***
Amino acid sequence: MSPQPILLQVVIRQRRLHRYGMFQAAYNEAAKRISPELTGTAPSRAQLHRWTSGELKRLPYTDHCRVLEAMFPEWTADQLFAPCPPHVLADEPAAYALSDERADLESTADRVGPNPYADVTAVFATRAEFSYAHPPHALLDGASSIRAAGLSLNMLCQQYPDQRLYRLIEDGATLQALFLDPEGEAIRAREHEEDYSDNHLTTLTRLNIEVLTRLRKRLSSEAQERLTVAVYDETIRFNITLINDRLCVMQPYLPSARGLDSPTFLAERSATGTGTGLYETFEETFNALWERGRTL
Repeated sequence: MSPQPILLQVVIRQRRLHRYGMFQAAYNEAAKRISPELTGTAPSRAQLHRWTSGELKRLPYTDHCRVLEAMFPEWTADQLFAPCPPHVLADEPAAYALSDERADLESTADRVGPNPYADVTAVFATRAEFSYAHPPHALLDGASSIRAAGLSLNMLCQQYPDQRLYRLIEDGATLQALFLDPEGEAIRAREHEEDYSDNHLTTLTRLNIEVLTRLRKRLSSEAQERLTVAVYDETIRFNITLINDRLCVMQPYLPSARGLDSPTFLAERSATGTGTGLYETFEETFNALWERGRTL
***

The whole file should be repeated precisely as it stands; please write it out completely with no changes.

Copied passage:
Amino acid sequence: MSPQPILLQVVIRQRRLHRYGMFQAAYNEAAKRISPELTGTAPSRAQLHRWTSGELKRLPYTDHCRVLEAMFPEWTADQLFAPCPPHVLADEPAAYALSDERADLESTADRVGPNPYADVTAVFATRAEFSYAHPPHALLDGASSIRAAGLSLNMLCQQYPDQRLYRLIEDGATLQALFLDPEGEAIRAREHEEDYSDNHLTTLTRLNIEVLTRLRKRLSSEAQERLTVAVYDETIRFNITLINDRLCVMQPYLPSARGLDSPTFLAERSATGTGTGLYETFEETFNALWERGRTL
Repeated sequence: MSPQPILLQVVIRQRRLHRYGMFQAAYNEAAKRISPELTGTAPSRAQLHRWTSGELKRLPYTDHCRVLEAMFPEWTADQLFAPCPPHVLADEPAAYALSDERADLESTADRVGPNPYADVTAVFATRAEFSYAHPPHALLDGASSIRAAGLSLNMLCQQYPDQRLYRLIEDGATLQALFLDPEGEAIRAREHEEDYSDNHLTTLTRLNIEVLTRLRKRLSSEAQERLTVAVYDETIRFNITLINDRLCVMQPYLPSARGLDSPTFLAERSATGTGTGLYETFEETFNALWERGRTL